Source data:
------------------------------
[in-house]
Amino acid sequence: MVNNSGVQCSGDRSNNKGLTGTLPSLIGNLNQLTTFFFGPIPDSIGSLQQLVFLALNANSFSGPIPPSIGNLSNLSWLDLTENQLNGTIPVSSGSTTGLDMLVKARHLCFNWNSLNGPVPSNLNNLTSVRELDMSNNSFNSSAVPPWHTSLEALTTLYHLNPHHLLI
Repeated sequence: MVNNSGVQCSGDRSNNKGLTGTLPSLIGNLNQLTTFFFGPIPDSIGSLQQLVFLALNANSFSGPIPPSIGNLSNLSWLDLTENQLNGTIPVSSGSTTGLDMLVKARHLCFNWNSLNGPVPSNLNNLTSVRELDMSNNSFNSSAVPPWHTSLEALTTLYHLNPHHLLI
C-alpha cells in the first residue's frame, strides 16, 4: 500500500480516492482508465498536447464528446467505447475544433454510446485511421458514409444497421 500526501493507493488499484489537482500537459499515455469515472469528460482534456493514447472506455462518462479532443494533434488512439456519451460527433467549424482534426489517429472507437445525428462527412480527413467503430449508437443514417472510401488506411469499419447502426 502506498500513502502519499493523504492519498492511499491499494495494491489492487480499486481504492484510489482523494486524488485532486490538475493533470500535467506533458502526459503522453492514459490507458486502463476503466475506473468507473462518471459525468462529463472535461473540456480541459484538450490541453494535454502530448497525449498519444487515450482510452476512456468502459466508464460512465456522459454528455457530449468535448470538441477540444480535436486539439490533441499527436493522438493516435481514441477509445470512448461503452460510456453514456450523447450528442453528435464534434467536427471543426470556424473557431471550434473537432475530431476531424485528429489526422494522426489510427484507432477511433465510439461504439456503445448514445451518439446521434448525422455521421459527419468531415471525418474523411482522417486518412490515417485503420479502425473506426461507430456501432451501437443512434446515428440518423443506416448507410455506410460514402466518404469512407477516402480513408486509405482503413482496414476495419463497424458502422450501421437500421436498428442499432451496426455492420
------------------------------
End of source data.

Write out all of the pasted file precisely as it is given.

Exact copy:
[in-house]
Amino acid sequence: MVNNSGVQCSGDRSNNKGLTGTLPSLIGNLNQLTTFFFGPIPDSIGSLQQLVFLALNANSFSGPIPPSIGNLSNLSWLDLTENQLNGTIPVSSGSTTGLDMLVKARHLCFNWNSLNGPVPSNLNNLTSVRELDMSNNSFNSSAVPPWHTSLEALTTLYHLNPHHLLI
Repeated sequence: MVNNSGVQCSGDRSNNKGLTGTLPSLIGNLNQLTTFFFGPIPDSIGSLQQLVFLALNANSFSGPIPPSIGNLSNLSWLDLTENQLNGTIPVSSGSTTGLDMLVKARHLCFNWNSLNGPVPSNLNNLTSVRELDMSNNSFNSSAVPPWHTSLEALTTLYHLNPHHLLI
C-alpha cells in the first residue's frame, strides 16, 4: 500500500480516492482508465498536447464528446467505447475544433454510446485511421458514409444497421 500526501493507493488499484489537482500537459499515455469515472469528460482534456493514447472506455462518462479532443494533434488512439456519451460527433467549424482534426489517429472507437445525428462527412480527413467503430449508437443514417472510401488506411469499419447502426 502506498500513502502519499493523504492519498492511499491499494495494491489492487480499486481504492484510489482523494486524488485532486490538475493533470500535467506533458502526459503522453492514459490507458486502463476503466475506473468507473462518471459525468462529463472535461473540456480541459484538450490541453494535454502530448497525449498519444487515450482510452476512456468502459466508464460512465456522459454528455457530449468535448470538441477540444480535436486539439490533441499527436493522438493516435481514441477509445470512448461503452460510456453514456450523447450528442453528435464534434467536427471543426470556424473557431471550434473537432475530431476531424485528429489526422494522426489510427484507432477511433465510439461504439456503445448514445451518439446521434448525422455521421459527419468531415471525418474523411482522417486518412490515417485503420479502425473506426461507430456501432451501437443512434446515428440518423443506416448507410455506410460514402466518404469512407477516402480513408486509405482503413482496414476495419463497424458502422450501421437500421436498428442499432451496426455492420